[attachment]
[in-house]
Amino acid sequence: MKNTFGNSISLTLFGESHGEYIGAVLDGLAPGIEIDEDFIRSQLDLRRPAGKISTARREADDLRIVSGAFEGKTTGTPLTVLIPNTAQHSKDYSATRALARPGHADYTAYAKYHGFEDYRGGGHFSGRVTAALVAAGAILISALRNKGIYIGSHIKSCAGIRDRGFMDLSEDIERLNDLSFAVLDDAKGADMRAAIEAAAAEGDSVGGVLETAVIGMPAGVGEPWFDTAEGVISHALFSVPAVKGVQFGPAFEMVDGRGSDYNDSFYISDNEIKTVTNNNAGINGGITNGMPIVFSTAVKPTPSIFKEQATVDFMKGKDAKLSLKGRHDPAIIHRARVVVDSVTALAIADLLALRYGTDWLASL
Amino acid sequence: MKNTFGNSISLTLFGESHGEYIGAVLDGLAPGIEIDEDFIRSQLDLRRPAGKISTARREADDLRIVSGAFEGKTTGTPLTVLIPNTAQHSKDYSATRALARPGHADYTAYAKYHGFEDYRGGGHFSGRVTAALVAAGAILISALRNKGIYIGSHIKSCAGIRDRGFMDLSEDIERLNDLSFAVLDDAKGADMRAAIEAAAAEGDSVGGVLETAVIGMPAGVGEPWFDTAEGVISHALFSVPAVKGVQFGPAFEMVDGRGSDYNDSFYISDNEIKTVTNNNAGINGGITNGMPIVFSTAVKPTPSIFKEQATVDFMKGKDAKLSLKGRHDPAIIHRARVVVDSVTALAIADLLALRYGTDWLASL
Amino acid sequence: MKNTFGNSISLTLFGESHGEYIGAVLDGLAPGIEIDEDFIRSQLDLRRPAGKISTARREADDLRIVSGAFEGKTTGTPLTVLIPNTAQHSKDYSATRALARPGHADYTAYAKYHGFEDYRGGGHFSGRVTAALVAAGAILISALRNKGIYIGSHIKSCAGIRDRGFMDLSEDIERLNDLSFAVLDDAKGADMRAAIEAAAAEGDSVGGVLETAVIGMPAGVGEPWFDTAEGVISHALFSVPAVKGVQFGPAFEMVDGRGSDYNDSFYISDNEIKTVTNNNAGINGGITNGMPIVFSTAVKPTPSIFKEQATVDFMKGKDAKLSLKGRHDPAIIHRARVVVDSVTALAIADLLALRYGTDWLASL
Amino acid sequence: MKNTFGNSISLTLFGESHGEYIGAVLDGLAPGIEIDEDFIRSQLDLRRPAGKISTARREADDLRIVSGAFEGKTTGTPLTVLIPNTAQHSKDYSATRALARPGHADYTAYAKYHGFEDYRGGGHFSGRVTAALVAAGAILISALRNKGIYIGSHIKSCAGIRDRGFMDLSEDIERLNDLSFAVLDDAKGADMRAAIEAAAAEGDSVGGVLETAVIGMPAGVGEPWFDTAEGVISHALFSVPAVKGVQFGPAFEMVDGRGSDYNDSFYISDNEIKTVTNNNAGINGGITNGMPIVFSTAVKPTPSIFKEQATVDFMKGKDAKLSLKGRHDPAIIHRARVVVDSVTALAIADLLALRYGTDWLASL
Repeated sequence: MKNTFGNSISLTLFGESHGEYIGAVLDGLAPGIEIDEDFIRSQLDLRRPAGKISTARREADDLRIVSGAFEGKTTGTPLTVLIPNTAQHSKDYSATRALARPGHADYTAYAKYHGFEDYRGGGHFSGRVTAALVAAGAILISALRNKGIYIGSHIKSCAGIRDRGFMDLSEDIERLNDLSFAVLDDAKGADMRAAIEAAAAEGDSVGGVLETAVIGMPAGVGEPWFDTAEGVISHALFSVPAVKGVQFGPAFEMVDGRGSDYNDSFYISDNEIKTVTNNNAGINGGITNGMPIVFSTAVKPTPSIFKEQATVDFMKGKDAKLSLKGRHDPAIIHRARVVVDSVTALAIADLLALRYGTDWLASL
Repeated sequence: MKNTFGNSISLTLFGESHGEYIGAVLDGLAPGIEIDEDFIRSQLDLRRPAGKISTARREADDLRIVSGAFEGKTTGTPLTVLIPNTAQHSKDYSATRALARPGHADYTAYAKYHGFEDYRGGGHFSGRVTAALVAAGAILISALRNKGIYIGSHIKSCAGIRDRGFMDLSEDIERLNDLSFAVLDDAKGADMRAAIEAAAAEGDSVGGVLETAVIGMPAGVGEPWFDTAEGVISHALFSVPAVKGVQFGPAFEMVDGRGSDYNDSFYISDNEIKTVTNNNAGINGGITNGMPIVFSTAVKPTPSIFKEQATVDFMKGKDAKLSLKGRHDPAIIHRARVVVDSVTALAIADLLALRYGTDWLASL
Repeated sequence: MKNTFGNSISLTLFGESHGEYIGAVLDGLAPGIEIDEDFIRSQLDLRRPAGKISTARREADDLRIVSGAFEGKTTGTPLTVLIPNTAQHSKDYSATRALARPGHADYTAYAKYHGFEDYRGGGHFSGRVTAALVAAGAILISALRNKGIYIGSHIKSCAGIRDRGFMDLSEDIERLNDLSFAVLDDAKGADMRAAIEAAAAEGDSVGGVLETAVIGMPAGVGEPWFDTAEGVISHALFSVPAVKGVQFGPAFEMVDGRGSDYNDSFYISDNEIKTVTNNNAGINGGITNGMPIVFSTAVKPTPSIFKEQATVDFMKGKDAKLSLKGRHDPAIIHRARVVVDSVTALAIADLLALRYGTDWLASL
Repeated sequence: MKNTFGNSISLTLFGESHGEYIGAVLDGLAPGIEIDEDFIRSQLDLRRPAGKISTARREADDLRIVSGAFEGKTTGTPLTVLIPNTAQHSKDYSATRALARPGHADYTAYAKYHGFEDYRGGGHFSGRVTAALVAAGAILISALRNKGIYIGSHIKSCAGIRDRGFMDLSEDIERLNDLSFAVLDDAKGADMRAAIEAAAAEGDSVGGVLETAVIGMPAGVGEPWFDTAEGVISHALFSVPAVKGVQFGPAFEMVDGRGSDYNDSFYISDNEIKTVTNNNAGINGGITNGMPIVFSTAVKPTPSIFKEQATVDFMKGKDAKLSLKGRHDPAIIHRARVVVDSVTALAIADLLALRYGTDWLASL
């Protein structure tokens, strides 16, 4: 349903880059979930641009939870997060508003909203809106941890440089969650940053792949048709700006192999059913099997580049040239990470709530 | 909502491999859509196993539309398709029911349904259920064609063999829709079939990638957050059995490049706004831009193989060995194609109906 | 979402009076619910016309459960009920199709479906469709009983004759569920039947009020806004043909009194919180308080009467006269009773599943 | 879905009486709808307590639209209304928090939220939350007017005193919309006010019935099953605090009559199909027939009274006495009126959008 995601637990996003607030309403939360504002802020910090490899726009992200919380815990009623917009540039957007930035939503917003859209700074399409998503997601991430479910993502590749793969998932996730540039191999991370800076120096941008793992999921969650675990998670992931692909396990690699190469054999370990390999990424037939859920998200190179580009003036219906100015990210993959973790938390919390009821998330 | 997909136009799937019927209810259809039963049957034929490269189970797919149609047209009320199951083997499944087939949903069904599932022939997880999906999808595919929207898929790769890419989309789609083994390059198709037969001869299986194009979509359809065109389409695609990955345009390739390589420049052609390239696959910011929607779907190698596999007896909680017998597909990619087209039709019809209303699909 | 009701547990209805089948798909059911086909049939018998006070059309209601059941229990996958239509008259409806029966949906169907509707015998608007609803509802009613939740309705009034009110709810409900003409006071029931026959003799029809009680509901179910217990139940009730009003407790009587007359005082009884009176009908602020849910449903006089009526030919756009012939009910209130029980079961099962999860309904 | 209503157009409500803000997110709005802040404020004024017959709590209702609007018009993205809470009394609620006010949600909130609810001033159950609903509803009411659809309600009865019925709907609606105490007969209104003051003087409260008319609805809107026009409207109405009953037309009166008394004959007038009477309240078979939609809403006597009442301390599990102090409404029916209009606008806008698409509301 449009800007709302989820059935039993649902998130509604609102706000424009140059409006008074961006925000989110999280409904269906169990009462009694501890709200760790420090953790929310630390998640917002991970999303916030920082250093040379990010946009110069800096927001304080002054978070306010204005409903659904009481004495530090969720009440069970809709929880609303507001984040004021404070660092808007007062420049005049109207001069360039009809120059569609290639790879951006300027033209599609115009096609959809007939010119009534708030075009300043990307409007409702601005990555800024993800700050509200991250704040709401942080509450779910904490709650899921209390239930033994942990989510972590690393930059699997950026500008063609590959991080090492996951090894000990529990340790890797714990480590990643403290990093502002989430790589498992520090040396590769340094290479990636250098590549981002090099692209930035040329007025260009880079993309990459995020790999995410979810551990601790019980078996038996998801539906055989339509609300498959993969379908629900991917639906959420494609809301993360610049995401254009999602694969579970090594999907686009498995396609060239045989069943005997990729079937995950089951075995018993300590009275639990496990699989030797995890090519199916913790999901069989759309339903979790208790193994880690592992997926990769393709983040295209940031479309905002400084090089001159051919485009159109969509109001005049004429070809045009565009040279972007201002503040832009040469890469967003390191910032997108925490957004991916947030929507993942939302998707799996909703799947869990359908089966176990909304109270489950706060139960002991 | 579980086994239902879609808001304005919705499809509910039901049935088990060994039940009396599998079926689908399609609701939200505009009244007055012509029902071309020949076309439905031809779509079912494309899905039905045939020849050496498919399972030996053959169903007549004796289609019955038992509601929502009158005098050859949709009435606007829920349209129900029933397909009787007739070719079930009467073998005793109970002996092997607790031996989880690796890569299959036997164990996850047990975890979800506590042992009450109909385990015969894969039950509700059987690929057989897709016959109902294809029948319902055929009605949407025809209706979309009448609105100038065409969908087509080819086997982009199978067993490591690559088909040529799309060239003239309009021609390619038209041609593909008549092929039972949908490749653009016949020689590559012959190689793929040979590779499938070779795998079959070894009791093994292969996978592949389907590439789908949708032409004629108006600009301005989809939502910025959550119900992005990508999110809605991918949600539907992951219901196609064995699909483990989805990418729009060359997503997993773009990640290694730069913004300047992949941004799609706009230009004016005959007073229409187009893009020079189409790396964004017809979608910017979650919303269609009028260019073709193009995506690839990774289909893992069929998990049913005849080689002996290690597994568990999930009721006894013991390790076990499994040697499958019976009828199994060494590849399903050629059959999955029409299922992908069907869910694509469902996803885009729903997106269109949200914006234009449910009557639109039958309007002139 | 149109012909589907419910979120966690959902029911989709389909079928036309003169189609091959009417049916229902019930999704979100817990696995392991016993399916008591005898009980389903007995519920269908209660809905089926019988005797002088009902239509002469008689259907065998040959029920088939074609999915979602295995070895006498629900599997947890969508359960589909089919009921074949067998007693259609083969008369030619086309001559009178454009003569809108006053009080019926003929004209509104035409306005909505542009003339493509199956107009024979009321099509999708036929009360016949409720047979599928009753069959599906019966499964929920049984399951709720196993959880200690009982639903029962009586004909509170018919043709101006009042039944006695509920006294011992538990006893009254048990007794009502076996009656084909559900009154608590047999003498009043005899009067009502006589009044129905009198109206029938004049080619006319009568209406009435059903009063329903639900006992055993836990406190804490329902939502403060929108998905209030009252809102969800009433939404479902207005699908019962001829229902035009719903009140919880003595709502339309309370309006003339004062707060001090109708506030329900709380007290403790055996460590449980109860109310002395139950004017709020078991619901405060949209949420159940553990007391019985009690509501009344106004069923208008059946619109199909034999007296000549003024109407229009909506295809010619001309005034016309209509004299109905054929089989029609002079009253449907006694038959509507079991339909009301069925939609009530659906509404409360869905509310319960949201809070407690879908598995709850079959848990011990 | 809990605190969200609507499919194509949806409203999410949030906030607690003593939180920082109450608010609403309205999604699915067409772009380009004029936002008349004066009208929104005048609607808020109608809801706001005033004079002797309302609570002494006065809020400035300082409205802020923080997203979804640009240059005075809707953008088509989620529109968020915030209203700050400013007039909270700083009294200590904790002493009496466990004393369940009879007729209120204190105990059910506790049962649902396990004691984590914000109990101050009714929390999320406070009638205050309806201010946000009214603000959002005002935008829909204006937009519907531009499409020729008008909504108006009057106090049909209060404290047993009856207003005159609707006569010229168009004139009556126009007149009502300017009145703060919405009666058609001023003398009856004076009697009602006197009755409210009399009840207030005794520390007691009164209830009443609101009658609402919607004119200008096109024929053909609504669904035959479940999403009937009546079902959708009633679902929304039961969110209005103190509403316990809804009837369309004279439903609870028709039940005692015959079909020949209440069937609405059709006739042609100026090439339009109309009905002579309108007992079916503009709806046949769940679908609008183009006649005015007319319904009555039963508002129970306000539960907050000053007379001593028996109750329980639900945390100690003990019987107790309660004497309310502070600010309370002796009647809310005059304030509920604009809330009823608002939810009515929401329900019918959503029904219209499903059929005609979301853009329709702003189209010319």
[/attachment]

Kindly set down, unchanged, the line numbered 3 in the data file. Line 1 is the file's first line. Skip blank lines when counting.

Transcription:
Amino acid sequence: MKNTFGNSISLTLFGESHGEYIGAVLDGLAPGIEIDEDFIRSQLDLRRPAGKISTARREADDLRIVSGAFEGKTTGTPLTVLIPNTAQHSKDYSATRALARPGHADYTAYAKYHGFEDYRGGGHFSGRVTAALVAAGAILISALRNKGIYIGSHIKSCAGIRDRGFMDLSEDIERLNDLSFAVLDDAKGADMRAAIEAAAAEGDSVGGVLETAVIGMPAGVGEPWFDTAEGVISHALFSVPAVKGVQFGPAFEMVDGRGSDYNDSFYISDNEIKTVTNNNAGINGGITNGMPIVFSTAVKPTPSIFKEQATVDFMKGKDAKLSLKGRHDPAIIHRARVVVDSVTALAIADLLALRYGTDWLASL